Dawn Musil at Temple of The Way of Light, with Brugmansia. Photo by Tracey Eller

Dawn Musil
Cosmic Sister Plant Spirit Grant 2018
Cosmic Sister

“I want to cultivate a deeper bond with nature, which is what we all have in common as humans in this world, regardless of religion, belief or background.”

Student, Beekeeper, Writer, Explorer
University of Kent, Masters in Ethnobotany Program (Fall 2018)
Date of Birth: 12/04/1992 (25 in ceremony)

Dawn Musil has a passion for conservation, women’s rights and plants. She graduated in May 2016 with a bachelor’s degree in Ecology and Biology from Ohio State University and is completing a Venture for America fellowship in business development with a Baltimore-based biotech startup, PathSensors, where she develops sustainable agriculture systems and biosensors for plant pathogens to prevent the use of herbicides and pesticides in agriculture.

Dawn earned a Semester at Sea Presidential Scholarship to study women in the STEM fields and has gathered data in 13 countries to help break down the gender gap in STEM fields. She continued her work for women’s rights and equality as a United Nations Youth Representative to the U.N. Youth Assemblies in New York.
A beekeeper since she was 14, Dawn turned her conservation passion into a social entrepreneurship business, Bee the Change, when she received the Resolution Fellowship in 2014. She uses beekeeping to address income inequality and teach business skills in inner-city Columbus, Ohio. Dawn plans to study ethnobotany and plant-based medicines when she enters the Masters in Ethnobotany Program at the University of Kent, Canterbury, in fall 2018. A pre-medicine student before her passion for plants became a career, Dawn is thrilled to focus her higher studies on medicinal and sacred plants.

Dawn is also passionate about independent travel and travel writing. She has written about hitchhiking through Eastern Europe for The Female Hitchhikers Handbook and writes for Elite Daily, Pink Pangea, Matador U and Technical.ly. She was a Pink Pangea and Matador U Colombian correspondent while she lived in Cúcuta, Colombia, as an Atlas Corps fellow in economic development. Through this fellowship, she presented on the value of entrepreneurship in working towards peace at the World Summit for Nobel Peace Laureates in Bogóta, Colombia.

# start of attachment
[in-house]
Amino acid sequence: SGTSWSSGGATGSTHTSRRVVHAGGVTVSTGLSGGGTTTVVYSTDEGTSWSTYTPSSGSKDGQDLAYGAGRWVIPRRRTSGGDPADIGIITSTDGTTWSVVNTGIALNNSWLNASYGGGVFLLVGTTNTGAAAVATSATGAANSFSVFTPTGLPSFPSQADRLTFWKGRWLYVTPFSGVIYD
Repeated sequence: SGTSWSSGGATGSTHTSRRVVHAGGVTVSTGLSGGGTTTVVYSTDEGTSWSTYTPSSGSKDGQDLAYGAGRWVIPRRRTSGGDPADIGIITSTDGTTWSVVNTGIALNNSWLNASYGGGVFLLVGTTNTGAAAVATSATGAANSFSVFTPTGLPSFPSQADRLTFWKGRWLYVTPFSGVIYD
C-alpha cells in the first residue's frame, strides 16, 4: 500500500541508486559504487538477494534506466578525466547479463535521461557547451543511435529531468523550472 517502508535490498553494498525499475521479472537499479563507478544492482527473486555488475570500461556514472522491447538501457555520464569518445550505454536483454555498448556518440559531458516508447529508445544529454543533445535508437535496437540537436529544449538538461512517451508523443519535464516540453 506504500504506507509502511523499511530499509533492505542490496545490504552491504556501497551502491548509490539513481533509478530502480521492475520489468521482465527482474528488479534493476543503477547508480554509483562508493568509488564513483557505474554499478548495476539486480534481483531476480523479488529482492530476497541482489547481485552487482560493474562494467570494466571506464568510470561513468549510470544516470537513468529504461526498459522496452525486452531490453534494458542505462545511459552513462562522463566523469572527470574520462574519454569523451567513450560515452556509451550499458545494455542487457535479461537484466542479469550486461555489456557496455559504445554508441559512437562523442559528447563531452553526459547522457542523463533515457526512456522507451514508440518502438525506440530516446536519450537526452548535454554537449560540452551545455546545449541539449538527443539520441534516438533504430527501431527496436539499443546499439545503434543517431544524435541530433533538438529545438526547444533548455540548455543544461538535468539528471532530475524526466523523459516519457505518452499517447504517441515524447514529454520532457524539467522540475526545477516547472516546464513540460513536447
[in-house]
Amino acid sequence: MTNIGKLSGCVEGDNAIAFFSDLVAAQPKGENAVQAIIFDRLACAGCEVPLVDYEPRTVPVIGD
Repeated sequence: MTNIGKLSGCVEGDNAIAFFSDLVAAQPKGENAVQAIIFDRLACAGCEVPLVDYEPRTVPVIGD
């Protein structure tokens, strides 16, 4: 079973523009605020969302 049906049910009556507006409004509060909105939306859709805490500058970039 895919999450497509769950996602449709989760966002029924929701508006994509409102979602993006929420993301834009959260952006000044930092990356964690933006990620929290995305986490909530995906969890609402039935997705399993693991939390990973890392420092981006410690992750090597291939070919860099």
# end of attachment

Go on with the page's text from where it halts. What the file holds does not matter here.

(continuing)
While at Temple of The Way of Light, one of Dawn’s goals is to research how to improve conservation efforts in richly biodiverse areas by generating interest and connections with indigenous Amazonian communities, plants and pollinators that co-evolved together. “I want to cultivate a deeper bond with nature, which is what we all have in common as humans in this world, regardless of religion, belief or background,” she says.

Raised as a devout Christian in an oppressive cult group called The Way, which arranges marriages, maintains strict control over higher education choices and shuns members when they leave, Dawn found a way to open her mind to new ideas and opportunities through travel. “The most liberating thing in the world is to see that there isn’t a single, linear path that is correct—no objective truth—and to know I was strong enough to step out of a church that asks your family to shun you when stepping away,” she says. “This opening of my mind and world is something I am hungry and eager to do more. I want to bring this intention to become more open-minded to the ceremony and even more than this, I want to grow in my compassion for people who have a similar upbringing and those who come from a world of oppression.”

Dawn left The Way after she lost a close friend to suicide. “Others can learn and relate, and I want them to know that they are not alone,” she says. “More than anything else, I want a chance to forgive the religion and resulting guilt that caused a dear friend to take his own life.”

Cosmic Sister Plant Spirit Grant 2018
Women of the Psychedelic Renaissance Grant 2018
Ayahuasca Retreat: Temple of The Way of Light

March 2018